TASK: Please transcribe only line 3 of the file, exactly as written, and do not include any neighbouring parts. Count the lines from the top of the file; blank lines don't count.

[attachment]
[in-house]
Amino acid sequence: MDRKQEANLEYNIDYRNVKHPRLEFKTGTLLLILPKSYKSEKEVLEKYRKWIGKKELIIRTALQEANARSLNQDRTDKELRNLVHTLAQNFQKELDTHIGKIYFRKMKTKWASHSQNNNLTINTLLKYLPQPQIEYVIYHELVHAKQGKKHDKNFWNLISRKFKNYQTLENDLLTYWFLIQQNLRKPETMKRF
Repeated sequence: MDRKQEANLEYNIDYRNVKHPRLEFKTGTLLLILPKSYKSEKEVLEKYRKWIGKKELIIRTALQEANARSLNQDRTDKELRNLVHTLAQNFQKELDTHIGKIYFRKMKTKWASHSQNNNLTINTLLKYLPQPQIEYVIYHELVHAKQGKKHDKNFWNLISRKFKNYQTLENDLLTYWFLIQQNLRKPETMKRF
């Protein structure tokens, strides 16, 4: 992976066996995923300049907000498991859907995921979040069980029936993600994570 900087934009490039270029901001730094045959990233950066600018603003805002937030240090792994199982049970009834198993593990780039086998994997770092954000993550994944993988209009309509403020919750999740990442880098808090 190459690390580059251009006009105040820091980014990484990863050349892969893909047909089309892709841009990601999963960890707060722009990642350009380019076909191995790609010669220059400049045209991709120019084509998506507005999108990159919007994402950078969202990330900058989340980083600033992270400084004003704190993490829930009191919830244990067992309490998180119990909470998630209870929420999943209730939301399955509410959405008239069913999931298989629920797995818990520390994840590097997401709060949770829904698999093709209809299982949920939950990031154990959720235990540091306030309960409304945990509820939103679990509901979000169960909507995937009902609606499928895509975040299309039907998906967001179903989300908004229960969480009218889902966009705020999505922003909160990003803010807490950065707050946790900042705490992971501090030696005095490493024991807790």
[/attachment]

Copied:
Repeated sequence: MDRKQEANLEYNIDYRNVKHPRLEFKTGTLLLILPKSYKSEKEVLEKYRKWIGKKELIIRTALQEANARSLNQDRTDKELRNLVHTLAQNFQKELDTHIGKIYFRKMKTKWASHSQNNNLTINTLLKYLPQPQIEYVIYHELVHAKQGKKHDKNFWNLISRKFKNYQTLENDLLTYWFLIQQNLRKPETMKRF